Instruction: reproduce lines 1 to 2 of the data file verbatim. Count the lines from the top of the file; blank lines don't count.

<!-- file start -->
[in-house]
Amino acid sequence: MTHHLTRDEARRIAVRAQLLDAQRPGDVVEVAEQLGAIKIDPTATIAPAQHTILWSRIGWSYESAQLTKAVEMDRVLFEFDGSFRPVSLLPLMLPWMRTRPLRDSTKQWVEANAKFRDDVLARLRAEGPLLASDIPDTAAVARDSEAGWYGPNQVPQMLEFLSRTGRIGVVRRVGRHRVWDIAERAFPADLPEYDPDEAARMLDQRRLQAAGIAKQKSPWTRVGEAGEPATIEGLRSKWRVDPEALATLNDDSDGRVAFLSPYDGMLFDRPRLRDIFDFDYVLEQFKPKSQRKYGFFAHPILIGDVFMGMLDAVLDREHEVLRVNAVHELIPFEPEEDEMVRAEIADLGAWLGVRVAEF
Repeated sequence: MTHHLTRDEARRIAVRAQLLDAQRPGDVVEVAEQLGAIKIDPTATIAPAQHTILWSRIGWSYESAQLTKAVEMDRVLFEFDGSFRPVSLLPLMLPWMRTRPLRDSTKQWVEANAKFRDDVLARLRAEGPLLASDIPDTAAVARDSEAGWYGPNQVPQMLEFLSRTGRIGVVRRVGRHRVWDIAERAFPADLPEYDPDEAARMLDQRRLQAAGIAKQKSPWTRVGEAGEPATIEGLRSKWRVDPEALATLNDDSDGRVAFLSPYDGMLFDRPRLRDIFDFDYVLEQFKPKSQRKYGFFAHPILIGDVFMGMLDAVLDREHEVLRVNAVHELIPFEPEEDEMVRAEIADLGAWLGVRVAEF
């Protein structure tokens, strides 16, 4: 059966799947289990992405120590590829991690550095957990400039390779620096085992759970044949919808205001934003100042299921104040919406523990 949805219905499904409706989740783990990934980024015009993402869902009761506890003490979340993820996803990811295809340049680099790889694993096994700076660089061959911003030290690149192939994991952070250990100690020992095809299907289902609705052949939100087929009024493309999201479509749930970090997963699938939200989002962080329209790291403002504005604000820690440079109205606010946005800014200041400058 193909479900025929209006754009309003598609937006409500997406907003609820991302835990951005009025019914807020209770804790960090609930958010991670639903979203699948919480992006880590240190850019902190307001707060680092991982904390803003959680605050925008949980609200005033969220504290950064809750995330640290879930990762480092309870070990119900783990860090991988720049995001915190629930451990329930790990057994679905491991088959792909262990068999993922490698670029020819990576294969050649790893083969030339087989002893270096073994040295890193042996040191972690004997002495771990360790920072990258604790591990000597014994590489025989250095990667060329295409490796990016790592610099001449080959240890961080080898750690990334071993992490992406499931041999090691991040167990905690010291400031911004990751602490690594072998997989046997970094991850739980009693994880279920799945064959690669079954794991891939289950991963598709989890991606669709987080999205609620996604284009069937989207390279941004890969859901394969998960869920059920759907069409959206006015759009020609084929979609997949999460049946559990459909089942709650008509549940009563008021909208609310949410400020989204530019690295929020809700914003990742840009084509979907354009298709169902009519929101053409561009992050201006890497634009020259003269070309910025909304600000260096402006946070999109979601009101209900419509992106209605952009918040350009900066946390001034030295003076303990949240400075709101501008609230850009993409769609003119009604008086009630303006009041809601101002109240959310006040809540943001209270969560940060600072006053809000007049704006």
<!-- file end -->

[in-house]
Amino acid sequence: MTHHLTRDEARRIAVRAQLLDAQRPGDVVEVAEQLGAIKIDPTATIAPAQHTILWSRIGWSYESAQLTKAVEMDRVLFEFDGSFRPVSLLPLMLPWMRTRPLRDSTKQWVEANAKFRDDVLARLRAEGPLLASDIPDTAAVARDSEAGWYGPNQVPQMLEFLSRTGRIGVVRRVGRHRVWDIAERAFPADLPEYDPDEAARMLDQRRLQAAGIAKQKSPWTRVGEAGEPATIEGLRSKWRVDPEALATLNDDSDGRVAFLSPYDGMLFDRPRLRDIFDFDYVLEQFKPKSQRKYGFFAHPILIGDVFMGMLDAVLDREHEVLRVNAVHELIPFEPEEDEMVRAEIADLGAWLGVRVAEF